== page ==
Deaf Education in America had to come a long way before it progressed to what it is today.
Deaf Education: A Brief History
In the early years, deaf students were frequently barred from public schools. Instead, parents would have to pay to send their children to private schools (which were often expensive). Poorer families, who couldn’t afford high tuition costs were, all too frequently, left without any options.
In the early 1800s, over 30 deaf schools opened across America allowing more and more students access to education. At the time most deaf schools based their curriculum on ASL (American Sign Language). Many teachers in the schools were themselves deaf and sign language was considered a beautiful art.
However, after the Civil War there was a major shift in schools, and “oral education” widely replaced ASL. Hearing citizens began to consider sign language to be a lower form of communication. Eventually it was decided that deaf children needed to fully integrate into society and abandon ASL altogether. This meant that deaf children attending oral education schools were forced to talk and frequently punished if caught using sign language. Students who failed to succeed in oral education programs were considered less intelligent and weren’t given a very bright future. It would take at least 100 years for views and teaching methods to finally change.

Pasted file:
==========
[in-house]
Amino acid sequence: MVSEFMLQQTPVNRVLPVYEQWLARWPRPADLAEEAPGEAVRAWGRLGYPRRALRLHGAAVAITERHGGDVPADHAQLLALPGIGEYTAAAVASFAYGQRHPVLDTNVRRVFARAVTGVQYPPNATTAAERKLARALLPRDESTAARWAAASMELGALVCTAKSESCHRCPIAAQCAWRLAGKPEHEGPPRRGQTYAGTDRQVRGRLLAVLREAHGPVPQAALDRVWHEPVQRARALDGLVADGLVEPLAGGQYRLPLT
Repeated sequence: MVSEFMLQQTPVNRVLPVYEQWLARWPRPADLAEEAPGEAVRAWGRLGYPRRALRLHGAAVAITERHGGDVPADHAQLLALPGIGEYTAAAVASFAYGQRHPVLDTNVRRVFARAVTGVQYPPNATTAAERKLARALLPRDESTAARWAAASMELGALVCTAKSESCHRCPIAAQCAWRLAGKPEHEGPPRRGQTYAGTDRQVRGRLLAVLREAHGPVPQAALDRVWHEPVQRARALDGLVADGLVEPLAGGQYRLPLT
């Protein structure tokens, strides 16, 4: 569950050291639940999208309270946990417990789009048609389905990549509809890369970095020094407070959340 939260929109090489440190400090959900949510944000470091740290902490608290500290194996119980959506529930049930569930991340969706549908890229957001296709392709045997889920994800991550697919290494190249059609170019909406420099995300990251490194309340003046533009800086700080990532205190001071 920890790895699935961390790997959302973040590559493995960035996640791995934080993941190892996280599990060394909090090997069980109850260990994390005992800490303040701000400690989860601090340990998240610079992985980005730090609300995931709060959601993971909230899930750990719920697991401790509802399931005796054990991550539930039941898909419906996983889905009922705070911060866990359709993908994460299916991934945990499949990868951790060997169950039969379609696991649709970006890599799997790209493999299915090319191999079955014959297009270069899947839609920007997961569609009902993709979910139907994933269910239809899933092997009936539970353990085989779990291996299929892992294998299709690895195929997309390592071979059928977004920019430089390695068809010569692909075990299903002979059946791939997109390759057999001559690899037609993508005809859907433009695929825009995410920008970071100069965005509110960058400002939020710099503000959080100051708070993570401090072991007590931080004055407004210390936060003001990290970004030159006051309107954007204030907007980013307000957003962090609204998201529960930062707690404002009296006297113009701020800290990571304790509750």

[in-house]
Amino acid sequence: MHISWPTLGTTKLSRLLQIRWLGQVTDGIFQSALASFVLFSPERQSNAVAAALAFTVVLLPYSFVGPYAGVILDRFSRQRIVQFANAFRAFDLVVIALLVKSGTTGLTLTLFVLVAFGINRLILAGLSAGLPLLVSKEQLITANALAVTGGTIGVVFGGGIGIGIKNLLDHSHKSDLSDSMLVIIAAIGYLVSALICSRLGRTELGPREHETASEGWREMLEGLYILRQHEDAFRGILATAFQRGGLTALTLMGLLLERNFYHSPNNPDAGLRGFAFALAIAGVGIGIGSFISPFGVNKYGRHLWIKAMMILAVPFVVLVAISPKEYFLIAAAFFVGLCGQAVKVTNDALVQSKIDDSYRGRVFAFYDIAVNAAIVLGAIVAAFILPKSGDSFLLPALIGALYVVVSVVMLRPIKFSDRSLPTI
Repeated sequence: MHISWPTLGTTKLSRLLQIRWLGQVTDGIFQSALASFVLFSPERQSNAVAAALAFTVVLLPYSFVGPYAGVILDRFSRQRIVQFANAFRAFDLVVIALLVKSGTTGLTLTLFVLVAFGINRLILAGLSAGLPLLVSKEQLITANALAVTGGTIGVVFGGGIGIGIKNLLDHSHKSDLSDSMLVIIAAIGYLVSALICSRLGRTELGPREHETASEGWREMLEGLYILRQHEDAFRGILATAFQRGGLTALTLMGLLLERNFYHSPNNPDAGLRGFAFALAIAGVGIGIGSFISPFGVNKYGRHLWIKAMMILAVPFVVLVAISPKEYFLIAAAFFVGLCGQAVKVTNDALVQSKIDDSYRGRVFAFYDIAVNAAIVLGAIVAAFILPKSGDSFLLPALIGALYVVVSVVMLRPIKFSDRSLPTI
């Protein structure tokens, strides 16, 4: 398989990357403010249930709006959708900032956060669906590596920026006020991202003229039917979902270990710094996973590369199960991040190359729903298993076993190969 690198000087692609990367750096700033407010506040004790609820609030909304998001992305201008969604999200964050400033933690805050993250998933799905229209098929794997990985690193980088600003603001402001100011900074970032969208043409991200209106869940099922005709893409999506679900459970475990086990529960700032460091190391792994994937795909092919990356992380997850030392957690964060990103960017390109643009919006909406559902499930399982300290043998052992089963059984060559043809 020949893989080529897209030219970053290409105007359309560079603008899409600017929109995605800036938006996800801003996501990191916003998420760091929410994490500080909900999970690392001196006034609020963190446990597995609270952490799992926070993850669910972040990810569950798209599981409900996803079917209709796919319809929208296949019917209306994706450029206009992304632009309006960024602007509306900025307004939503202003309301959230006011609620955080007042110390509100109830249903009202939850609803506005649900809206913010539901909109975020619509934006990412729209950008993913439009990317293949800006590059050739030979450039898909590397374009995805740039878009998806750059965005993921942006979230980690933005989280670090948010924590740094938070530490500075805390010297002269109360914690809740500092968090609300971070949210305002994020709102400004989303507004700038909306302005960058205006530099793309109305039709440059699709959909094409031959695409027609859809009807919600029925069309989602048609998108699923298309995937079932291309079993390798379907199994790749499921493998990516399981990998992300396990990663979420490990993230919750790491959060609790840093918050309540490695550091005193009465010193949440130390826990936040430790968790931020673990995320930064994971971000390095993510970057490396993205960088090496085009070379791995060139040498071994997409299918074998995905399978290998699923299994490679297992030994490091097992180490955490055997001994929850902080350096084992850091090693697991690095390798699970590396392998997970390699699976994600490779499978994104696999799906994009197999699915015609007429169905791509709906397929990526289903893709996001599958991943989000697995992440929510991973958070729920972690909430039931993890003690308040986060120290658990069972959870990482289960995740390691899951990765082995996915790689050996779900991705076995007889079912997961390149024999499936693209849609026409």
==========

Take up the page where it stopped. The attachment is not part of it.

Today deaf children have many more opportunities than in years past. IDEA (Individuals with Disabilities Education Act) mandates that no child be turned away from public schools because of a disability. Now deaf children are given an IEP (Individualized Education Program) which allows their education be tailored to meet their needs such as using sign language in the classroom. Parents can also choose from hundreds of Deaf schools if they feel that public schools aren’t adequate.
Additionally, sign language is once again being taught in public and private schools. Today’s most common teaching strategy is bilingual-bicultural (ASL/English) education. This means that ASL is taught first and spoken/written English is taught second. Thanks to the hard work of those in past years, deaf education is better than ever before.